As use of the NEC (formerly the New Engineering Contract) family of contracts continues to grow worldwide, so does the importance of understanding its clauses and nuances to everyone working in the built environment. Currently in its third edition, this set of contracts is different to others in concept as well as format, so users may well find themselves needing a helping hand along the way.
Understanding NEC3: Professional Services Contract uses plain English to lead the reader through the NEC3 Professional Services Contract's key features, including:
Common problems experienced when using the Professional Services Contract are signalled to the reader throughout, and the correct way of reading each clause is explained. The ways in which the contract affects procurement processes, dispute resolution, project management and risk management are all addressed in order to direct the user to best practice.
Written for construction professionals, by a practising international construction contract consultant, this handbook is the most straightforward, balanced and practical guide to the NEC3 PSC available. It is an ideal companion for Employers, Consultants, Contractors, Engineers, Architects, Quantity Surveyors, Subcontractors and anyone else interested in working successfully with the NEC3 PSC.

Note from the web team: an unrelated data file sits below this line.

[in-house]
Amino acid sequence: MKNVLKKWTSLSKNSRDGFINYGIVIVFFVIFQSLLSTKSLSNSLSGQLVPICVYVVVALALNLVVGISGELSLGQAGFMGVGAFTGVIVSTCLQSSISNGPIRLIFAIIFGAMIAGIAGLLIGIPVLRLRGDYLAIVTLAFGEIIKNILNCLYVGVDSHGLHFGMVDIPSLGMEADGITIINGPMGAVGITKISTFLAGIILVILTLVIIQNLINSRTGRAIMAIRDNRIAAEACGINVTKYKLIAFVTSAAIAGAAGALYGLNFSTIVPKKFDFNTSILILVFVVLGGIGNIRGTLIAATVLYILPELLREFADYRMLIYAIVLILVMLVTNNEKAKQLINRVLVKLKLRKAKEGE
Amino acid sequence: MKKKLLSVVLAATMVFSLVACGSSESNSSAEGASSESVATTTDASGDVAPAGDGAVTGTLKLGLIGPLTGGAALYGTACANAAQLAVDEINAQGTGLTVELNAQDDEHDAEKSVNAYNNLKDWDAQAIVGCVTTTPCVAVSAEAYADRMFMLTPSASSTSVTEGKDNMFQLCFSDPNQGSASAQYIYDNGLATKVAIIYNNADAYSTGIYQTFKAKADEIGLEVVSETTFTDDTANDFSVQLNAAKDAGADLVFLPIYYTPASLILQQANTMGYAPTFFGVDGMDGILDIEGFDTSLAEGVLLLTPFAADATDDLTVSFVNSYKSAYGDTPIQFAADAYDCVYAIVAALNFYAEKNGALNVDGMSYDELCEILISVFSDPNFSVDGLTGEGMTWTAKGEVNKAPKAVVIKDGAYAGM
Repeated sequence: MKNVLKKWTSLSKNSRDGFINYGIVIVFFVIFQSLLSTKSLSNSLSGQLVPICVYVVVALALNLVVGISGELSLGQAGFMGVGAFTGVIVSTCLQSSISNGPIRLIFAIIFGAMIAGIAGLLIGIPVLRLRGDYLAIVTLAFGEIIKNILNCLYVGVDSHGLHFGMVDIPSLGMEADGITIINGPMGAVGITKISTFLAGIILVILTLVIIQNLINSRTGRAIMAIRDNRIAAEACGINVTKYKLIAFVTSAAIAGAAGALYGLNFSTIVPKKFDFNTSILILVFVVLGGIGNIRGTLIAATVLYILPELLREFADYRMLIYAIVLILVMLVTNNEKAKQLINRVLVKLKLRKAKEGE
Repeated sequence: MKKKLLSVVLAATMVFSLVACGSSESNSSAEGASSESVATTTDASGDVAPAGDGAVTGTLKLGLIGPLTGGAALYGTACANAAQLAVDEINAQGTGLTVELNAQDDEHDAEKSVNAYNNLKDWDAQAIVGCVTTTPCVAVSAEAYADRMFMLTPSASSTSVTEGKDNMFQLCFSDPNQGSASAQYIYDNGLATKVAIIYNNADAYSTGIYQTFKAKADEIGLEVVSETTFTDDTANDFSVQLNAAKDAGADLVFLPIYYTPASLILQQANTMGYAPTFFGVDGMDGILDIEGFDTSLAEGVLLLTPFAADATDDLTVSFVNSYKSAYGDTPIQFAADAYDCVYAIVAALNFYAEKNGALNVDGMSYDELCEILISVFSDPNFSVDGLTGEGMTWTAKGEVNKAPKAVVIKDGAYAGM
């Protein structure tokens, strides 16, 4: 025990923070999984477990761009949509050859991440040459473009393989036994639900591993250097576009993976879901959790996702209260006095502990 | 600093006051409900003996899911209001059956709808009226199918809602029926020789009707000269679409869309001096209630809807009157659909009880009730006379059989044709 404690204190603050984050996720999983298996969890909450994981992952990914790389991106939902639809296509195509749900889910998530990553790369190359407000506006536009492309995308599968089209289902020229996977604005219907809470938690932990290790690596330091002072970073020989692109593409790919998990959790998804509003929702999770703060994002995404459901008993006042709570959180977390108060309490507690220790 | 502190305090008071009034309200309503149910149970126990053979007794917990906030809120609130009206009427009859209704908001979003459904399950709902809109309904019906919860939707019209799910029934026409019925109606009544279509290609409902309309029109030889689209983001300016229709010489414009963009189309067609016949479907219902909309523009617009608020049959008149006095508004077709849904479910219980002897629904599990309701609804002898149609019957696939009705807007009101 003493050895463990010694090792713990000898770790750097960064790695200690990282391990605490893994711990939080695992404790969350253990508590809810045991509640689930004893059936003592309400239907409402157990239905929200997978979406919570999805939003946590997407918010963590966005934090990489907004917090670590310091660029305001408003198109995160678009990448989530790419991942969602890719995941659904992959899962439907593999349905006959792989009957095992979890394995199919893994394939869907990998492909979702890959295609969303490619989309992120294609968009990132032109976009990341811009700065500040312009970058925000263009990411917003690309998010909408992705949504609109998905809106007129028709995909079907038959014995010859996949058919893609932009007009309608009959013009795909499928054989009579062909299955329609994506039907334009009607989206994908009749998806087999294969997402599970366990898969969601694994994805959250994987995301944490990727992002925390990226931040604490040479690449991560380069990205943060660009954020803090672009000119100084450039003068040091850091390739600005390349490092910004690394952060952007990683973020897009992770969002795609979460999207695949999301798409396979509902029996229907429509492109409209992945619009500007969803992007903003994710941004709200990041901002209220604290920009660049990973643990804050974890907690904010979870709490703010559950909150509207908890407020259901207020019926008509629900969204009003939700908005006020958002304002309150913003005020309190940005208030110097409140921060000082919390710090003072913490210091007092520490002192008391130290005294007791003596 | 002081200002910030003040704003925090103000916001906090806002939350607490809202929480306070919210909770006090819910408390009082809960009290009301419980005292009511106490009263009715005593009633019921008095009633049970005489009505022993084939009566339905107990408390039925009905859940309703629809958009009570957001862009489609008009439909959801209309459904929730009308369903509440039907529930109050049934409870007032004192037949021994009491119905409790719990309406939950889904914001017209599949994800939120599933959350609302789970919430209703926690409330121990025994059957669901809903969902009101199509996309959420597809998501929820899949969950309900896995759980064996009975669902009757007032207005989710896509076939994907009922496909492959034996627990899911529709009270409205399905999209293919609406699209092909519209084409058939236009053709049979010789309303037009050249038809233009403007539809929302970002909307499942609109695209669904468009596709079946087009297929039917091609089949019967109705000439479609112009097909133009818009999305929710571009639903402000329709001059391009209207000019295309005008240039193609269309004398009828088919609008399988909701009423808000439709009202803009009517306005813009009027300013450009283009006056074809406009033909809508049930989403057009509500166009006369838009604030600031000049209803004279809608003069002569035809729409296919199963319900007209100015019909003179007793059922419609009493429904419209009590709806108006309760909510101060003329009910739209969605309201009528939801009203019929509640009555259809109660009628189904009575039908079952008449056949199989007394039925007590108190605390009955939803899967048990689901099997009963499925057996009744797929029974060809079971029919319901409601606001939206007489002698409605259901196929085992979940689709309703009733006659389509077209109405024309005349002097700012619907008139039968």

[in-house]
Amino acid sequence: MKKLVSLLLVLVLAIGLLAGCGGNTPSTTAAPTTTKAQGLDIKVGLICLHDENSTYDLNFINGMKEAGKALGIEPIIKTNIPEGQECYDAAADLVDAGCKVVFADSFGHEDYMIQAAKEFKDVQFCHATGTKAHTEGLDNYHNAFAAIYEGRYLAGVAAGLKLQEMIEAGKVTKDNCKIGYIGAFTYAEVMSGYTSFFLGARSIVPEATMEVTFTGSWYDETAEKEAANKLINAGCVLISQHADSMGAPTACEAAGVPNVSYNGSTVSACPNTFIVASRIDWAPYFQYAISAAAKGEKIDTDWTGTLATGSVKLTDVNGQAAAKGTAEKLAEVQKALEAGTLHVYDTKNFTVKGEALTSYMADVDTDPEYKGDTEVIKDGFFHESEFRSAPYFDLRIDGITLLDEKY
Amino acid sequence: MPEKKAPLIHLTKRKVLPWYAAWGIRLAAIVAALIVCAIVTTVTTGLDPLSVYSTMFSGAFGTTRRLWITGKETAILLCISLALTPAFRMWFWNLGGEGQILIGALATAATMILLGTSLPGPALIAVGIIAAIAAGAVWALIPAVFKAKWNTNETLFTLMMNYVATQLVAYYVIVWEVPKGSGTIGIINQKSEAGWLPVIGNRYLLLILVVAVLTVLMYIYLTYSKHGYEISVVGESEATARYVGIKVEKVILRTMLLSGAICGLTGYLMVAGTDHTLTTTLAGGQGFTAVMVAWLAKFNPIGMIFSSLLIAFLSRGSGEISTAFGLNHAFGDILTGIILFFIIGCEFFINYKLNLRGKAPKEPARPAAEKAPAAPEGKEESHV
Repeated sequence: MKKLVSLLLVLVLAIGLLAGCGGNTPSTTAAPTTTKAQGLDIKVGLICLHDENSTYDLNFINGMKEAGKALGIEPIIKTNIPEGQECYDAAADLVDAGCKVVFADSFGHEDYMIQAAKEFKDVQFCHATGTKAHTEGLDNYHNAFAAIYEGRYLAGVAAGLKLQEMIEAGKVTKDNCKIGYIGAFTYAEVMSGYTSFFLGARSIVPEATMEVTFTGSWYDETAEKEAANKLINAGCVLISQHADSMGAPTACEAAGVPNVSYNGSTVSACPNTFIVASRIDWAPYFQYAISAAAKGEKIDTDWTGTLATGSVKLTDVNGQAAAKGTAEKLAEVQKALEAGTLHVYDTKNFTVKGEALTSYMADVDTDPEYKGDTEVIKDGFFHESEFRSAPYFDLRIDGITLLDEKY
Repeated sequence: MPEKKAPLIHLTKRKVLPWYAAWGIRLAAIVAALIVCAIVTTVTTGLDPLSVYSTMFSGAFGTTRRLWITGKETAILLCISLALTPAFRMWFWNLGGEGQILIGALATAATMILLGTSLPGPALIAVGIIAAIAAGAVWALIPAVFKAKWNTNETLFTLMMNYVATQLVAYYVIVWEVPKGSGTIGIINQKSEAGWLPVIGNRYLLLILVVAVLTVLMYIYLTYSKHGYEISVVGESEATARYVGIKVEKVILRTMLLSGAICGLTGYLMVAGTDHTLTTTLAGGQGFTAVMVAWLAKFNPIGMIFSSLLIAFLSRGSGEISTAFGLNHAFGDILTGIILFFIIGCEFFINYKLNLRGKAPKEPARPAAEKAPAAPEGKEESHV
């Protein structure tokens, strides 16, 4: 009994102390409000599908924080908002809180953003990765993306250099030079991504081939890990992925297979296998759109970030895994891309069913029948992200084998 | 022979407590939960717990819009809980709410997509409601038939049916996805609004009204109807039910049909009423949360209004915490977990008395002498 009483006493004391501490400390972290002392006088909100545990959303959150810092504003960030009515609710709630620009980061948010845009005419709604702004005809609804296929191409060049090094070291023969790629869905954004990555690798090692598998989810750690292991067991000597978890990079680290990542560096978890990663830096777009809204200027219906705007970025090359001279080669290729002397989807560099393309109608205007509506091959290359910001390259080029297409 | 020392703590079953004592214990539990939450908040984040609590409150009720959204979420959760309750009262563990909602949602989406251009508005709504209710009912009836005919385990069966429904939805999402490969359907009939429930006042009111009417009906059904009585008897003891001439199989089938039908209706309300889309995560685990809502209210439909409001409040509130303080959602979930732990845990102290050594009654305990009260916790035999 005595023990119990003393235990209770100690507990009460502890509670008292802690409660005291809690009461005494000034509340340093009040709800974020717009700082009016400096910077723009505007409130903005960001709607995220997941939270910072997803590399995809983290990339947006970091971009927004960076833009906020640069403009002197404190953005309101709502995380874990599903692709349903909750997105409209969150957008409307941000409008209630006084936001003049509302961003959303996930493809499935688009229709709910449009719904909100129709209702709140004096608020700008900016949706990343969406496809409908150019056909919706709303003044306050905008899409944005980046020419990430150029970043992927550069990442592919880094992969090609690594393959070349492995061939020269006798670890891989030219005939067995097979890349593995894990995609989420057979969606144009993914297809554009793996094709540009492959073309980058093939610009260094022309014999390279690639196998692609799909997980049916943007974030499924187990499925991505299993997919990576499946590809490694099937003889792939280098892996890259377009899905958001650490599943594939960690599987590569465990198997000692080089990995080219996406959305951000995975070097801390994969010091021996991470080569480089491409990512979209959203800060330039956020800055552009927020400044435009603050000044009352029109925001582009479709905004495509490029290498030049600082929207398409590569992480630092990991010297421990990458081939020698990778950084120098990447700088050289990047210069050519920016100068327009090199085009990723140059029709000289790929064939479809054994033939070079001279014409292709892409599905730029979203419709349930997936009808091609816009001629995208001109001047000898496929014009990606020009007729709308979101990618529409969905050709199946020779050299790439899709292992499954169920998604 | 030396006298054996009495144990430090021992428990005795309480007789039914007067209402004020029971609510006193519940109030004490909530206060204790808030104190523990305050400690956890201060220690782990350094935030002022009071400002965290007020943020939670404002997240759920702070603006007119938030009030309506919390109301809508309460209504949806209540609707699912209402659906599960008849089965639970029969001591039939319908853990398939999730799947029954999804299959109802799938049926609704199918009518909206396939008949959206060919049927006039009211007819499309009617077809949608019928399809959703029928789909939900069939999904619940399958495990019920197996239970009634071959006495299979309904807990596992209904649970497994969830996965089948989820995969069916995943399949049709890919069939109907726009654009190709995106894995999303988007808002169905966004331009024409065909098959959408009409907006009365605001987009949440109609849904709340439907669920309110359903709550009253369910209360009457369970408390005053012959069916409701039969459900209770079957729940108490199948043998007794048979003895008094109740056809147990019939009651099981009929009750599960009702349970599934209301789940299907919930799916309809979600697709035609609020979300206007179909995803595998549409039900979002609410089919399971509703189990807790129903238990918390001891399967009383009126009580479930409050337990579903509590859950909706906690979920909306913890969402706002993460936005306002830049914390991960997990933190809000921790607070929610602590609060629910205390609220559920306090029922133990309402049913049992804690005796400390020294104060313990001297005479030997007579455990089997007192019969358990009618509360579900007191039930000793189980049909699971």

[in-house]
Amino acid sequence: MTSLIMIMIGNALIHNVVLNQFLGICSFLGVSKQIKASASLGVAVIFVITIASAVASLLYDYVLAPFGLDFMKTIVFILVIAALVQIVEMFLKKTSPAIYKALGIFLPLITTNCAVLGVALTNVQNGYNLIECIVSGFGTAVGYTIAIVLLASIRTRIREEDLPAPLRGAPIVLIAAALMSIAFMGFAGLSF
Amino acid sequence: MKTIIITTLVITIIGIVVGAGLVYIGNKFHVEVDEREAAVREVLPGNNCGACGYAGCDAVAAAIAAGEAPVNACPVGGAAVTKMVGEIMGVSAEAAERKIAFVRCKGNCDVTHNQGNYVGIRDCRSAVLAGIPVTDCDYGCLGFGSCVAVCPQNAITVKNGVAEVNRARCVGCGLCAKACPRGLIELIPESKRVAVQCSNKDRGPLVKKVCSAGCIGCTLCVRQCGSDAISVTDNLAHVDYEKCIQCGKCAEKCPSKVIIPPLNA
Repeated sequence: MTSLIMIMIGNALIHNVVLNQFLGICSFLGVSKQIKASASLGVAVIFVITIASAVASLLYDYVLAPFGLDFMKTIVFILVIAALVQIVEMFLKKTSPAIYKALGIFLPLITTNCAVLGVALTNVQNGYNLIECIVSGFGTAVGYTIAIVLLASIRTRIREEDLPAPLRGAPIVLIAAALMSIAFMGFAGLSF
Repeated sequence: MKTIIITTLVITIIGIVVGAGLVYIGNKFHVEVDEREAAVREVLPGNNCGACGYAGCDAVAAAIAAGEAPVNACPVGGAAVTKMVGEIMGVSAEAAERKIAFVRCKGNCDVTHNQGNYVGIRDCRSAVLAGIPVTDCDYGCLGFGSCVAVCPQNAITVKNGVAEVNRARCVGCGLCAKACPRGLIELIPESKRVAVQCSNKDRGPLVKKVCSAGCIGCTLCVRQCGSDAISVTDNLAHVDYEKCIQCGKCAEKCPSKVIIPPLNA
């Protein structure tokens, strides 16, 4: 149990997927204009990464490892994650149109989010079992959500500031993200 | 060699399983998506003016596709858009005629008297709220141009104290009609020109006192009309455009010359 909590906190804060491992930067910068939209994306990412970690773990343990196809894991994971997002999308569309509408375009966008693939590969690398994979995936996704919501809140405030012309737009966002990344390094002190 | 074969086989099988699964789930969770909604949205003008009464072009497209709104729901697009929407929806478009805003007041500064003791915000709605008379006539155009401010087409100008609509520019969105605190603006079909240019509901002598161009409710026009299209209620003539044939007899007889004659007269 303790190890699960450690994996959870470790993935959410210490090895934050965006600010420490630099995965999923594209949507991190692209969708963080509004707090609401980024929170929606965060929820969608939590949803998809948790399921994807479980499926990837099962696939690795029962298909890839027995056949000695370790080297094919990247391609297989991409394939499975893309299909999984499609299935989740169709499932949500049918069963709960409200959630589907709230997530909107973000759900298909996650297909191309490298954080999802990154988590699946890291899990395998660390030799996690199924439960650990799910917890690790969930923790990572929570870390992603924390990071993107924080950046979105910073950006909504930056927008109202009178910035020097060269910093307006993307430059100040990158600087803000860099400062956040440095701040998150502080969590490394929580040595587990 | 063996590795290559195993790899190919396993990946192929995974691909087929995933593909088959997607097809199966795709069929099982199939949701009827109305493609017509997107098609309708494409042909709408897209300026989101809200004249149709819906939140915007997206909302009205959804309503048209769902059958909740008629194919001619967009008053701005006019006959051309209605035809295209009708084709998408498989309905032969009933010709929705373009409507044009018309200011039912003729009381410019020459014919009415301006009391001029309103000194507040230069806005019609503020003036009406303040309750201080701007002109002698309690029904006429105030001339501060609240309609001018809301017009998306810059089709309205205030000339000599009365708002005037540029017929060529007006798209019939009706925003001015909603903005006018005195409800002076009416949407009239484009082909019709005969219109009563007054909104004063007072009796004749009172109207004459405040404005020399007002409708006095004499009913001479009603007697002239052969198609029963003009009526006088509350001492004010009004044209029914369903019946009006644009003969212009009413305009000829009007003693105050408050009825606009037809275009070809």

During the past decade there have been many changes in the perfumery industry which are not so much due to the discovery and application of new raw materials, but rather to the astronomic increase in the cost of labour required to produce them. This is reflected more particularly in the flower industry, where the cost of collecting the blossoms delivered to the factories has gone up year after year, so much so that most flowers with the possible exception of Mimosa, have reached a cost price which has compelled the perfumer to either reduce his purchases of absolutes and concretes, or alternatively to substitute them from a cheaper source, or even to discontinue their use. This development raises an important and almost insoluble problem for the perfumer, who is faced with the necessity of trying to keep unchanged the bouquet of his fragrances, and moreover, to ensure no loss of strength and diffusiveness. Of course, this problem applies more especially to the adjustment of formulae for established perfumes, because in every new creation the present high cost of raw materials receives imperative con- sideration before the formula is approved.
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